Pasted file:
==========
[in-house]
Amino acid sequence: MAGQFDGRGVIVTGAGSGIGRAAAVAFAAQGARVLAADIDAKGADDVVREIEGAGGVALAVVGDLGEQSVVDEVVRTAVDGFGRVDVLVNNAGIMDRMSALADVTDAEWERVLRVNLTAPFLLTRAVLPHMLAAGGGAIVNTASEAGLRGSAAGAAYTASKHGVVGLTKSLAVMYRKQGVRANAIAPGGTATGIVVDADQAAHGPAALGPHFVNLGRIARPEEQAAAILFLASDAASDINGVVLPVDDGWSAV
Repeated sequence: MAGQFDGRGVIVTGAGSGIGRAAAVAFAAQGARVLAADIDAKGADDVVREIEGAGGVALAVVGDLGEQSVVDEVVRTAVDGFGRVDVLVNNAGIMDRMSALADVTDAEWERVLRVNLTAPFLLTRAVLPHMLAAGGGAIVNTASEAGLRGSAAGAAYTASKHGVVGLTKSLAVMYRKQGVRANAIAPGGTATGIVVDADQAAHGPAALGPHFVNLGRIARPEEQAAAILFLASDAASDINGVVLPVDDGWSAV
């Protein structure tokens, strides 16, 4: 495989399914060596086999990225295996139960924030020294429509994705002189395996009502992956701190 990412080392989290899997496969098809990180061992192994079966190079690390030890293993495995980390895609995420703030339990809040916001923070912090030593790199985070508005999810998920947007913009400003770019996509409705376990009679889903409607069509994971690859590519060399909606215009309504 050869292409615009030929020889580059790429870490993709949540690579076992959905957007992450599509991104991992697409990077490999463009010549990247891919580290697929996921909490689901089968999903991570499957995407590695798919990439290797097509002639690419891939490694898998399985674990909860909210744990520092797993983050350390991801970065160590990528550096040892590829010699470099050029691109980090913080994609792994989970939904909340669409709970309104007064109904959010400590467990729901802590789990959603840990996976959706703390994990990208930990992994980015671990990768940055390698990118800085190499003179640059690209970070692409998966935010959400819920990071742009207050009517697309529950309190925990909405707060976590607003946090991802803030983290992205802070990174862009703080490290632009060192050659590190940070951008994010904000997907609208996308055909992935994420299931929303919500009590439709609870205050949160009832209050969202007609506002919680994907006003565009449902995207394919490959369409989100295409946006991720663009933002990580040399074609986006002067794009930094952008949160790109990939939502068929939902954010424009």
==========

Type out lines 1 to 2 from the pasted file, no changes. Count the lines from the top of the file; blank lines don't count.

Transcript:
[in-house]
Amino acid sequence: MAGQFDGRGVIVTGAGSGIGRAAAVAFAAQGARVLAADIDAKGADDVVREIEGAGGVALAVVGDLGEQSVVDEVVRTAVDGFGRVDVLVNNAGIMDRMSALADVTDAEWERVLRVNLTAPFLLTRAVLPHMLAAGGGAIVNTASEAGLRGSAAGAAYTASKHGVVGLTKSLAVMYRKQGVRANAIAPGGTATGIVVDADQAAHGPAALGPHFVNLGRIARPEEQAAAILFLASDAASDINGVVLPVDDGWSAV